my camp, collecting at the same time a drove of about 130 hogs, and making contracts for about 30,000 wight of bacon for my command.
The Union men stampeded in every direction, for it was reported that I had an army purring from the hills and numbering at least 10,000. some of my men were thrown out in advance of West Liberty, and actually went down to Mount Sterling, within 20 miles of Paris. the Union men were absconding even from Mount Sterling. I formed a military plan thereupon, which I should have about 1,500 cavalry to execute, and it is to sweep down on the railroad from Lexington to Cincinnati and destroy it. I could have done it before this time if I had 1,000 cavalry. I can do it before a month passes if I have the number mentioned, and my opinion is that your column would find your adversary in retreated directly or so detaching force to assail me that you could march directly on Louisville. I think I shall be able, as it is, to employ some 6,000 or 8,000 of them, and can occasionally whip them when circumstances favor me.
Very respectfully, &c.,
General A. SIDNEY JOHNSTON.
CAMP THREE MILES FROM PAINTSVILLE, KY.,
December 30, 1861.
GENERAL: I wrote you a few days ago when I supposed I should be engaged with the enemy during the day. Word was sent to my headquarters, just before day on Christmas morning, that the enemy was firing on Colonel Williams' pickets, but this proved a false alarm. I have seen no enemy as yet, though I hear daily reports of the manner in which he is surrounding me. I suppose it is true that there is to be an effort to circumvent and to destroy this column, but I take great pleasure in declaring to you that I am cheered by the hope that it will grow so strong with the people as to foil our enemies. Since my last, Colonel Moore has actually arrived at my camp with a battalion of about 450 men. He passed the courier who conveyed my order of arrest, and as he had come I determined no t to press it upon him; better to made out fair with what I have than to commence with a court-martial.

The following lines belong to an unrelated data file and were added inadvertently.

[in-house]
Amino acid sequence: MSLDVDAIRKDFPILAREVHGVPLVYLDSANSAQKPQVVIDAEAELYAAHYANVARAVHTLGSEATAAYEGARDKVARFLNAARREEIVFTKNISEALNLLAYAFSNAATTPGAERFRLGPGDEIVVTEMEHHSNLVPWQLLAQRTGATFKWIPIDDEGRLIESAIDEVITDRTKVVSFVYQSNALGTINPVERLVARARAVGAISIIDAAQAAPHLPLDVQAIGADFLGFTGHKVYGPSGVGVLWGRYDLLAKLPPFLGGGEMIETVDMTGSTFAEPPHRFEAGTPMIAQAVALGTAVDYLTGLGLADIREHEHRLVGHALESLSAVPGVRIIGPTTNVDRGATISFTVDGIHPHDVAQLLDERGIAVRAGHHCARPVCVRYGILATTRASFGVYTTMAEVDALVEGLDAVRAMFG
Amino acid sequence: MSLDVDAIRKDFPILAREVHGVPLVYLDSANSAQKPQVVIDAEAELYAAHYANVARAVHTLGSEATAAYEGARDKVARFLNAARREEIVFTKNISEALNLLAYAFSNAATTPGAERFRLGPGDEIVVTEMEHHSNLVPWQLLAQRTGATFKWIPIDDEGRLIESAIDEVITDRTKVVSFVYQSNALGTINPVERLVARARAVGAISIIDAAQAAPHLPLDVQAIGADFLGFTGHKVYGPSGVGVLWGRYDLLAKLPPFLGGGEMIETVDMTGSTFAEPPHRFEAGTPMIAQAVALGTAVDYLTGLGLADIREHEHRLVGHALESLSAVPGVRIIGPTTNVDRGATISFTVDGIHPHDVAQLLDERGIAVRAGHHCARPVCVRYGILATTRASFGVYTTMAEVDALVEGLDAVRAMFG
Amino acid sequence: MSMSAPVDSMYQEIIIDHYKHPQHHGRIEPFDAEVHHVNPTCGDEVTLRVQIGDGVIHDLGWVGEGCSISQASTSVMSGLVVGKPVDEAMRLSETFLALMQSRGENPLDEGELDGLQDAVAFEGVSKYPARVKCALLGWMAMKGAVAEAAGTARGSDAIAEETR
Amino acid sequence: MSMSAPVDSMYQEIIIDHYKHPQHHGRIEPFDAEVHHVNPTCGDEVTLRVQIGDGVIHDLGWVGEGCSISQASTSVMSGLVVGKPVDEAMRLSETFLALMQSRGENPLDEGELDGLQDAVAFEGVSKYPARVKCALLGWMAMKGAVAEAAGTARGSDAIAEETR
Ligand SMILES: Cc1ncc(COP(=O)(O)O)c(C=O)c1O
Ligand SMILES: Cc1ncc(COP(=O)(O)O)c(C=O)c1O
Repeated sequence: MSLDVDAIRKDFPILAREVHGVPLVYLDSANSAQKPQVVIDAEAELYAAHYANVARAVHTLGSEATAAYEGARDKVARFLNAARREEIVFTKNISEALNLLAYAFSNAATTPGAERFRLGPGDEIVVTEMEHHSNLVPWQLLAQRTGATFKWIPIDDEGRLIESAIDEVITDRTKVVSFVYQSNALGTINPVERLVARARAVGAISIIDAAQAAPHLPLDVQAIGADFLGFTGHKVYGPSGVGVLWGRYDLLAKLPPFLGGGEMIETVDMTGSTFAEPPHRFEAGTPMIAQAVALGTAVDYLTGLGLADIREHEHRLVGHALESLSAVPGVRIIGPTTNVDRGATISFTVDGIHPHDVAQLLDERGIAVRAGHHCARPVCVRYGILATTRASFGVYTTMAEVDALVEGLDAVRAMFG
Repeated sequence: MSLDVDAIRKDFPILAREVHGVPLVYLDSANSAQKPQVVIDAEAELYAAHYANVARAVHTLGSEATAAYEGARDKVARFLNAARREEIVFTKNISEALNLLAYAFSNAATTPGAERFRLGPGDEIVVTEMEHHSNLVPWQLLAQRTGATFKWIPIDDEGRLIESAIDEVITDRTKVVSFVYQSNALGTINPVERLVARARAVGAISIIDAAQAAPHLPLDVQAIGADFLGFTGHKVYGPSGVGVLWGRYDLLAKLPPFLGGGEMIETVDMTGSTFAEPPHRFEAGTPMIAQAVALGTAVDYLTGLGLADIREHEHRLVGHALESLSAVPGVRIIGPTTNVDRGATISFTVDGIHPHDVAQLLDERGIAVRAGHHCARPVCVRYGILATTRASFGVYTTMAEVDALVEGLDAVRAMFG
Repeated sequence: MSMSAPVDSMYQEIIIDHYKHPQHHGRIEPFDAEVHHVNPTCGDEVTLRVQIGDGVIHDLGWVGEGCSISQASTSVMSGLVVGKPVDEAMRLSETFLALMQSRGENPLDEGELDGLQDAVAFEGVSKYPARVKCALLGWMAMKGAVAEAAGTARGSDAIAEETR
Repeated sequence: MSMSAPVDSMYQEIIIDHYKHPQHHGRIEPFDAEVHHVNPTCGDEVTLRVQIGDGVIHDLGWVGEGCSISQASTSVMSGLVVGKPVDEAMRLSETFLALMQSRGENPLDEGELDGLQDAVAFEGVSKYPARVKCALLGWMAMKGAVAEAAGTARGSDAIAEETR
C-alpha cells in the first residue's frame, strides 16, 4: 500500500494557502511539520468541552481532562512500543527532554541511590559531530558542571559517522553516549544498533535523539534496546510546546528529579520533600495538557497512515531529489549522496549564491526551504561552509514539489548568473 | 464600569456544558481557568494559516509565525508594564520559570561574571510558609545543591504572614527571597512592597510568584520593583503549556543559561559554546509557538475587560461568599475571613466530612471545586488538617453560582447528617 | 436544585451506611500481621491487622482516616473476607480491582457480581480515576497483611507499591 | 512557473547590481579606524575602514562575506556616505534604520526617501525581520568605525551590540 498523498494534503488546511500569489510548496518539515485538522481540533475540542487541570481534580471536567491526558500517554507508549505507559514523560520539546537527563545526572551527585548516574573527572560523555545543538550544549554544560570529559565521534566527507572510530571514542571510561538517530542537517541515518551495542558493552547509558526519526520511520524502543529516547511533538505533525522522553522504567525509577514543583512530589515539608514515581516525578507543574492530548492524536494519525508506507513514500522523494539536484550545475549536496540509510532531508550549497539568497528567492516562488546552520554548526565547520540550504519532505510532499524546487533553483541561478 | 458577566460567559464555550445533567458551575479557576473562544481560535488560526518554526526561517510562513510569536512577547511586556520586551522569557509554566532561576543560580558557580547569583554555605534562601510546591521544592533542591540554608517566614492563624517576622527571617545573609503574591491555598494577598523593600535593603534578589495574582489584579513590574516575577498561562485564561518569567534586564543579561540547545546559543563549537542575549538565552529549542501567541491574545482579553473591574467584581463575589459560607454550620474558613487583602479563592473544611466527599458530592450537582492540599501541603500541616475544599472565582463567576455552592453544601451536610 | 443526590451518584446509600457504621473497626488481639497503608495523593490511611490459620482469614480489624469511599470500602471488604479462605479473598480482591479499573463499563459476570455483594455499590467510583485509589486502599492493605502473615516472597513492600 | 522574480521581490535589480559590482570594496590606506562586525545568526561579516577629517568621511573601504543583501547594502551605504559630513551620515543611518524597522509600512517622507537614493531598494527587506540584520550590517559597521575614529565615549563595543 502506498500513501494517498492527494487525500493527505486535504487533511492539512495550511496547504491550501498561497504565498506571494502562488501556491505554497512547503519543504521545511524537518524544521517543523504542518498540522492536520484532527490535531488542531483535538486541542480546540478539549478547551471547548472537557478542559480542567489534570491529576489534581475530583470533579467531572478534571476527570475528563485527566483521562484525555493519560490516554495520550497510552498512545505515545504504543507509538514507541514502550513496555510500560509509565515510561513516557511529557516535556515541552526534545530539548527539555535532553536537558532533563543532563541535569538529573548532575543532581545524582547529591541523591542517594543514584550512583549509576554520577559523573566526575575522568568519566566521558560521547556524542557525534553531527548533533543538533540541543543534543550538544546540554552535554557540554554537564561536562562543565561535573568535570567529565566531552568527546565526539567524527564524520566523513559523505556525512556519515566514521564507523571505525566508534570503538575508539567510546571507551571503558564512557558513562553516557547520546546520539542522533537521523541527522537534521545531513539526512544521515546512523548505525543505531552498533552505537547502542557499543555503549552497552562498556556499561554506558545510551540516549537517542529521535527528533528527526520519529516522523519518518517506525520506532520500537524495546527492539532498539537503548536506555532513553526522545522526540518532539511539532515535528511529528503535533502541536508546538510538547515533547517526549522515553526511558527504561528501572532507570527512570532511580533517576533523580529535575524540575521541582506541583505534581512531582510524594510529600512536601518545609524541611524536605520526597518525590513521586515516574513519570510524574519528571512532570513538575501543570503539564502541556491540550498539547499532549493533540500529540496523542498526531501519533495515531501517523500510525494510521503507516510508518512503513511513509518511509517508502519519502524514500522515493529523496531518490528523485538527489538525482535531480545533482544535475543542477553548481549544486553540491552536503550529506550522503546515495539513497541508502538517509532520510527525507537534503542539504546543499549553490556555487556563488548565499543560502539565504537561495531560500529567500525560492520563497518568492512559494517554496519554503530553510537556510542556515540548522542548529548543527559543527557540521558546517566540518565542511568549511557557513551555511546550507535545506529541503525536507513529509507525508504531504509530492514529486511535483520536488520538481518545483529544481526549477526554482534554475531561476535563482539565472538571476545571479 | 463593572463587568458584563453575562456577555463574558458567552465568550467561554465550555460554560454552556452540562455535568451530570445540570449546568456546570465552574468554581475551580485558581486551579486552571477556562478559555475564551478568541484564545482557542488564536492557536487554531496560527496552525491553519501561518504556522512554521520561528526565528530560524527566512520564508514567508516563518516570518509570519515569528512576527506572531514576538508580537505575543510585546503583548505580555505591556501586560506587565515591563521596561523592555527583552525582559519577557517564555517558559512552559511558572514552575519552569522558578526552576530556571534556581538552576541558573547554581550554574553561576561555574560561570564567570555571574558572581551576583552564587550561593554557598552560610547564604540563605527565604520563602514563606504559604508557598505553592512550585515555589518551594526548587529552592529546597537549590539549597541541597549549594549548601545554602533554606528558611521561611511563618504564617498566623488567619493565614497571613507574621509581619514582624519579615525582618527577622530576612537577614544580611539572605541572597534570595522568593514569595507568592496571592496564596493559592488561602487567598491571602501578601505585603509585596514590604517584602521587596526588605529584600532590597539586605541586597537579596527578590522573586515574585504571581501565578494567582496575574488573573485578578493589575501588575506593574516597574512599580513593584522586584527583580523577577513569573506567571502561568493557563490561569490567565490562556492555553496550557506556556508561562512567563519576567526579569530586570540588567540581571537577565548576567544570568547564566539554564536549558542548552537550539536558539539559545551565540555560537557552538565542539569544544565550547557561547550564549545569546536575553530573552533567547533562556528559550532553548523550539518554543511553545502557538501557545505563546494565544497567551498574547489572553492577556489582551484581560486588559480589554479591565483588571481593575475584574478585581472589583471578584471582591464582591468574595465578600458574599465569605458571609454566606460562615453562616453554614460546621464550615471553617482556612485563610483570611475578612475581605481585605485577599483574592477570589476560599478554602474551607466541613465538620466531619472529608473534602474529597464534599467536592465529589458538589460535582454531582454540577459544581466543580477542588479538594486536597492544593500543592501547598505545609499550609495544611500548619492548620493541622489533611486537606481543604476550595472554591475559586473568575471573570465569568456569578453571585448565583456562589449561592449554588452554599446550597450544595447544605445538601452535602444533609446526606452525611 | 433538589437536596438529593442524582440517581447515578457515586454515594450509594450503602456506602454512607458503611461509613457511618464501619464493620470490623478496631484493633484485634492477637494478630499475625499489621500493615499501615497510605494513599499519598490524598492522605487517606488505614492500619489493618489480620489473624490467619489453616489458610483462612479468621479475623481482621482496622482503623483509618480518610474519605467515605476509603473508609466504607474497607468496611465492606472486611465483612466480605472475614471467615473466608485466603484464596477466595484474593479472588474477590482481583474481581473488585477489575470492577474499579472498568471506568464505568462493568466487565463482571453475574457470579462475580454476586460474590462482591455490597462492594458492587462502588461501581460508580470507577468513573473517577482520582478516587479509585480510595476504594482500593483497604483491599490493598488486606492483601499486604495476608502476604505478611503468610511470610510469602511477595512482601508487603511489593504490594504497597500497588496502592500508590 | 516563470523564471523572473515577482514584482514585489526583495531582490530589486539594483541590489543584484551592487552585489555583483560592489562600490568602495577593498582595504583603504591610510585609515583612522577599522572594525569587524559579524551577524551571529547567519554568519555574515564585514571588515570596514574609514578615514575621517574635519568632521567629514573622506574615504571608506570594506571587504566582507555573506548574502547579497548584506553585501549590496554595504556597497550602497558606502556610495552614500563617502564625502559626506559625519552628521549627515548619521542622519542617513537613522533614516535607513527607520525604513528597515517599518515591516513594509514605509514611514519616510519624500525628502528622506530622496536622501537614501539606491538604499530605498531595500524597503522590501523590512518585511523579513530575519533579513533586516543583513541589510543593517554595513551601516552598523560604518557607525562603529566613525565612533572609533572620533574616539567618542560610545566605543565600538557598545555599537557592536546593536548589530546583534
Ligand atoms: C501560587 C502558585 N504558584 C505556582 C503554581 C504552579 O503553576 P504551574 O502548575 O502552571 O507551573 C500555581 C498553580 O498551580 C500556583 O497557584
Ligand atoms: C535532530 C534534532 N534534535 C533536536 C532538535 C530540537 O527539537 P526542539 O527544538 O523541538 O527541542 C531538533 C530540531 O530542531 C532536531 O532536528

I take pleasure in informing the Department that the business of recruiting is now going on elegantly. I have received for the last three days new recruits from the interior of Kentucky at the rate of 60 per day, and my information is that a great number will join me. May I beg the Department to send me without delay arms to place in their hands. It is now for the Department to settle the question of raising an army in Kentucky by its answer to this request. I have informed you that the people have been disarmed by the Unionists, and therefore they cannot bring arms out he. I have adopted this plan: I arm about 20 and send in after the recruits, and this armies party gathers the boys and places arms in their hands, and then the whole march to me. None have been attacked as yet. I have placed all who have yet come in Colonel Williams' regiment, so as to fill it. That regiment now has full 1,000 men in the field. I have commenced the formation of the second regiment formed in a short time, and as the mater progresses and the volume increases it will accelerate in movement, unless it shall appear that there are no arms and ammunition to distribute. I am aware